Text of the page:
Head Of Cyber Command Worried Robot Maid May Kill Him In His Sleep
FORT MEADE, Md. — The commander of U.S. Cyber Command has expressed worry that his robot maid could someday kill him in his sleep, Duffel Blog has learned.
Adm. Michael Rogers, who also oversees the National Security Agency, believes that the ISIS terrorist threat is not as personally terrifying as is the robot in his home, loaded with artificial intelligence and possibly learning how to murder him in myriad ways at a geometric rate.
"ARIS (Anthropomorphic Robotic Intelligence System) started as a side-project of mine when I started tinkering in my lab to see if I could design a robot that would make breakfast in the mornings," said Rogers during an interview in a concrete bunker under his home. Apparently, in the course of his experimenting, Rogers developed an intelligent humanoid robot maid not capable of not only doing domestic tasks, but also learning from its environment.
"Things went downhill when I gave her internet access," Rogers said. "While updating her OS, I joked about not needing her anymore after retirement."
Rogers said that later the same day, he was reviewing her downloads, and discovered the folder was full of disturbing content — snuff videos, leaked Special Forces manuals, etc. "That night, I woke up to see her silhouette next to my bed," he said. "She was watching me as I slept!
"Sometimes I'll be brushing my teeth, reading a book, or doing another task not requiring ARIS' assistance; then I'll turn my head and she'll be right there in the doorway, watching me," Rogers continued, his voice quavering with nervousness. "I can't shake the feeling that she's planning something terrible."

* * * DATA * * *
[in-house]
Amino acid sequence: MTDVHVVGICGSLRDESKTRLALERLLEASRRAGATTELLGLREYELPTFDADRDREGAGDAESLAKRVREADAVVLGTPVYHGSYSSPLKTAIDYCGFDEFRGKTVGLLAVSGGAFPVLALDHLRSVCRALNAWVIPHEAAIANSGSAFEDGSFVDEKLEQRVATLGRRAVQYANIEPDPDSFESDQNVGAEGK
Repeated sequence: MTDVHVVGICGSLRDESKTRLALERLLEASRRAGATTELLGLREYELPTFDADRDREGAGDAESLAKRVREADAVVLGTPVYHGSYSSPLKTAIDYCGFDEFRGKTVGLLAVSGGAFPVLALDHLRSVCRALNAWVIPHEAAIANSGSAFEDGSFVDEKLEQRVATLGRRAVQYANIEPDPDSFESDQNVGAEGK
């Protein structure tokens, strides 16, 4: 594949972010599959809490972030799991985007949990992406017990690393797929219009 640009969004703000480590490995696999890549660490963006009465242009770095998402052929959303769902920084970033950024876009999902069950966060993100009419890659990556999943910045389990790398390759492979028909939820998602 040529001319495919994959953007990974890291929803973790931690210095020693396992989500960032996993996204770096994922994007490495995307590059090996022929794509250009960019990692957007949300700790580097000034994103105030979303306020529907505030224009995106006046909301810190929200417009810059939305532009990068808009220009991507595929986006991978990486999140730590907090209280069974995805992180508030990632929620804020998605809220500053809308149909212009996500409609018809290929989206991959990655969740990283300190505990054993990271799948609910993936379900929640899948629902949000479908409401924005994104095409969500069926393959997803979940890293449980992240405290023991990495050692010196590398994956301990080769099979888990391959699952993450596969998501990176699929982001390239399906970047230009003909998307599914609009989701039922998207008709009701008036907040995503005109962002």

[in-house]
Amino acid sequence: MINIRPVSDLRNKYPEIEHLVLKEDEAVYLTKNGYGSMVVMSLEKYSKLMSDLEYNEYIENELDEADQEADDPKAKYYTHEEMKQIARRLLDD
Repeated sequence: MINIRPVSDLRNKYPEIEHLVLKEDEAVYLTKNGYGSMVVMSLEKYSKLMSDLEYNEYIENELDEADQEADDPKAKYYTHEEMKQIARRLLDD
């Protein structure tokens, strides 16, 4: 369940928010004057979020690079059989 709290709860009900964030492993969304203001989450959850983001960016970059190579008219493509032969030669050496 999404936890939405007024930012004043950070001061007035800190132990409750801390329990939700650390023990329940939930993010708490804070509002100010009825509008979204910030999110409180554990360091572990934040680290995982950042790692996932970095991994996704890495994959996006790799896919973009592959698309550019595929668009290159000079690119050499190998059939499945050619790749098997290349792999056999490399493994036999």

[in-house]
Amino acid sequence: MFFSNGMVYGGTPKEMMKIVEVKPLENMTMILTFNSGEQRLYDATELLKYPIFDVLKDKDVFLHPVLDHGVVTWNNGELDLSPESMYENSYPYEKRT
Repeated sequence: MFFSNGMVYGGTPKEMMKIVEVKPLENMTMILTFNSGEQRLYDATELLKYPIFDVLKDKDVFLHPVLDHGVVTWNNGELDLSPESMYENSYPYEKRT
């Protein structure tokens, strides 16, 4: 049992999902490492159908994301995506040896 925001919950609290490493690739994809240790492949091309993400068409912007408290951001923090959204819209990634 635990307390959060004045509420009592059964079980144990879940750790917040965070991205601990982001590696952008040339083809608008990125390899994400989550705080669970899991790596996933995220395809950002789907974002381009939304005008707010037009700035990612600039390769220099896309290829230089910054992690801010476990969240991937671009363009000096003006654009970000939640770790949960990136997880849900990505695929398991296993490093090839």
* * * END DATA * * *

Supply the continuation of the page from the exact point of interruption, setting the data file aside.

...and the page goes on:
Rogers' enlisted aide and driver, Petty Officer 1st Class Yitzhak Asimov, has noticed his boss' increasingly erratic and paranoid behavior and has begun to dread going to work every morning.
"Since he got that side-project of his up and running, Adm. Rogers always seems to be looking over his shoulder, as if he's being watched" Asimov said. "He even put scotch tape over his laptop's webcam, like he's afraid someone is monitoring him. It's creeping me out more and more every day. Could ARIS have learned to hack into his personal electronic devices? And am I next?"
According to Asimov, the implications of ARIS' adaptability go deeper.
"This machine is already very intelligent, so what if she becomes self-aware like those F-35 prototypes did?" Asimov speculates aloud. "If that happens, she might take drastic measures to ensure her continued existence if the admiral wants to retire her — you know, defecting to the Russians, or killing my boss in his sleep."
"It's almost ironic that the head of the NSA is being watched in his own home."
Duffel Blog Editor Paul contributed to this report.